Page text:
As exemplary of the many vaginal carriers with which the compound can be formulated are the following:
a. Glycerol monostearate
Polyethylene glycol ether: fatty alcohol complex
Polyethylene glycol 400
Polyethylene glycol 4000
b. Polyethylene glycol
By way of illustration only, a specific vaginal tablet formulation contain for each tablet:
______________________________________1-B-D-ribofuranosyl-1,2,4-triazole-3-carboxamide 250 mgLactose USP 510 mgStarch USP 100 mgFD&C Yellow #5 15% aluminum lake 2.0 mgPobidone M.S. 26-28 25 mgAlcohol spag-lg Quantity sufficientStarch USP 70 mgMagnesium Sterate USP 50 mgTalcum USP 10.0 mgTotal 972 mg______________________________________
Topical vehicles for vaginal applications are pH-adjusted to the acid conditions under which normal bacteria flourish, so as not to debilitate body defense mechanisms. The art-skilled, of course, are well aware of this and other considerations involved in topical deployment of chemotherapeutic agents.
The topical preparations contain effective virus inhibiting proportions of the compound, e.g., from about 0.01% to about 15% by weight of the total weight of the composition, preferably 2.5% to 5% by weight. Up to about 15% by weight may be employed in the treatment of recalcitrant conditions. The quantity of the other ingredients in such preparations, of course, are commensurate with the quantities of such ingredients as normally used and determination of appropriate formulations is readily within the ability of the art-skilled given the disclosure herein.
By way of illustration only, specific topical formulations would contain for each 100 g of such formulation:
______________________________________a.1-B-D-ribofuranosyl-1,2,4-triazole-3-carboxamide 5.000 gPovidone NF 13" 2.000 gMethylparaben USP 18 0.075 gPropylparaben USP 0.025 gXalifin 15 20.000 gPurified Water 72.900 gb.Stearic Acid USP XIX 18.0 gWhite Bees Wax USP XIX 2.0 gPolyethylenglycol -400 Monostearate 5.0 gPolyethylenglycol -1000 Monostearate 8.0 gBHT Butylated Hydroxytoluene USP XIX 0.1 gSilicone Q - 2 - 2523 "Dow" 0.5 g1-B-D-ribofuranosyl-1,2,4-triazole-3-carboxamide 5.0 gGlycerin USP XIX 0.5 gMethyl Paraben USP XIX 0.09 gPropyl Paraben USP XIX 0.03 gPhenylethyl Alcohol 0.1 mlDistilled Water 60.2 gTotal weight 90.0 g______________________________________
It should be noted that the form in which the compound is administered, of course, will depend upon the particular virus infection being treated. For example, if the infection is caused by influenza or parainfluenza and has manifested itself in the upper respiratory tract, the mode of treatment could be the described nasal drops or aerosol nasal spray since this would deliver most effectively the agent to the site of the infection, or oral or injection therapy may be indicated, depending on the severity of the infection. A lower respiratory infection might also be treated orally or by injection. If the injection is of a topical nature, such as herpes labialis (cold sore, fever blister), herpes genitalis (viral infection of the penis or of the vaginal area), herpes zoster (shingles), varicella (chickenpox), Eczema herpeticum, etc., the appropriate application would be by topical application as described above, possible combined with oral treatment or injection therapy, also as described above.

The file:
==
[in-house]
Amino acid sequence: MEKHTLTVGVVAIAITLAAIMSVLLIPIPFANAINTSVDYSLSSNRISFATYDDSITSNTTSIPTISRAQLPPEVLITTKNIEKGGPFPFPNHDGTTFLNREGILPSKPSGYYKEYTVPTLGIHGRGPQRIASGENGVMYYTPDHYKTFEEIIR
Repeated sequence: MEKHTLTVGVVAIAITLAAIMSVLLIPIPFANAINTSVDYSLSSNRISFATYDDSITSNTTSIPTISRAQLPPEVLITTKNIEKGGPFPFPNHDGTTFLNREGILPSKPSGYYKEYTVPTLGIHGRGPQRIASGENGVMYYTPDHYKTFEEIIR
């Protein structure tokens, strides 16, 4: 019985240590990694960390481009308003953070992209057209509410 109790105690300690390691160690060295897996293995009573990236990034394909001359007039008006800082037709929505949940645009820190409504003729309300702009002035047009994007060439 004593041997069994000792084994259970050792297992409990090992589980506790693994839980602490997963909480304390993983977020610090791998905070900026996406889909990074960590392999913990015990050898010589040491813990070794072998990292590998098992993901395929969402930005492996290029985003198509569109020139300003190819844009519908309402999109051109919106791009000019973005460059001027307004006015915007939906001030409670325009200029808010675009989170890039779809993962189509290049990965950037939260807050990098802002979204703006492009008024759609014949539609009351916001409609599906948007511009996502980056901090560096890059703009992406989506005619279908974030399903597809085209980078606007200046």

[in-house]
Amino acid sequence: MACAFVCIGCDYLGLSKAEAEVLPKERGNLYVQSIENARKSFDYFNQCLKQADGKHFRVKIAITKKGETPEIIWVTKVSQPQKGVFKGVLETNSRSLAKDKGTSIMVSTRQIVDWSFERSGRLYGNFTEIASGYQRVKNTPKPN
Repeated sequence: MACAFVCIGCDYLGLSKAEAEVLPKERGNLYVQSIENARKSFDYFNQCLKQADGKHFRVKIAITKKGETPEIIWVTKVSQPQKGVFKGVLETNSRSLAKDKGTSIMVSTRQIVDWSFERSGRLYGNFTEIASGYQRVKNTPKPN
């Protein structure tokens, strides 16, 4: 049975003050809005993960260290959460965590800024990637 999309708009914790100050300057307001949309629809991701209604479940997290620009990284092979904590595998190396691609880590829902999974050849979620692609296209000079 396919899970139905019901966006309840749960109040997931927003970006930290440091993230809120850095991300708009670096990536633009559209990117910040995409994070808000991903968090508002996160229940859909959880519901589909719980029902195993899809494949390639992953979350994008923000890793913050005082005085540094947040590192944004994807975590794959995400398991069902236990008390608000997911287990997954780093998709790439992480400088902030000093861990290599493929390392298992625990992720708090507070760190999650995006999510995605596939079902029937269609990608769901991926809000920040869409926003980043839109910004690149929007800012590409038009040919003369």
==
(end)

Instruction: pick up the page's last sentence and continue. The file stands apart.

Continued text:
Eighteen patients between the ages of 7 months and 5 years were treated with Ribavirin. The parameters use for the clinical diagnosis of varicella were:
(a) Maculopapulosar eruption in different stages of development.
(b) Primary lesions which appeared on the trunk.
(c) Palms which were not vesiculated.
The drug was given orally in capsules in individualized doses ranging from 10 to 20 mg/kg of body weight per day for 5 days. Two patients also had pneuonitis as a complication. Fever and general discomfort was abated within 12 hours and involution of the lesions was seen before 48 hours. After 72 hours all of the patients became asymptomatic as opposed to a customary time period of 8 to 10 days.
Sixteen patients between the ages of 2 and 12 years were treated with Ribavirin. The parameter for establishing the clinical diagnosis of mumps was painful tumescence of the parotid glands. Of the sixteen cases, twelve involved bilateral swelling. No complications were noted. The drug was administered as per Example 1. Twelve hours following the initial treatment the painful swelling of the glands improved. Disappearance of the condition was noted within 24 hours in four cases and within 72 hours for the remainder.
Five patients between the ages of 8 to 12 months, four with pharyngotonsillitis and one with bronchopneumonia, all of suspected viral etiology, were treated with Ribavirin as per Example 1. The four pharyngotonsillitis patients showed rapid remission of the clinical cessation of respiratory stress in 12 hours, remission of hyperthermia and coughing in 36 hours, and abatement of symptoms in 72 hours.
Using a double-blind placebo controlled protcol 20 patients ages 1 to 12 years diagnosed as having measles were divided into a placebo group. Clinical parameters used to evaluate the treatment were: fever, exanthem, cough, rhinorrhea, and malaise. Symptoms were graded 0 through 4 wherein zero was absence of symptoms and 4 was the highest severity observed. The drug control group received Ribavirin at a dosage of 10 mg/kg of body weight/day/for 7 days. A statistical significant difference in both duration of disease and severity of symptoms was observed between the drug treated group and the placebo group.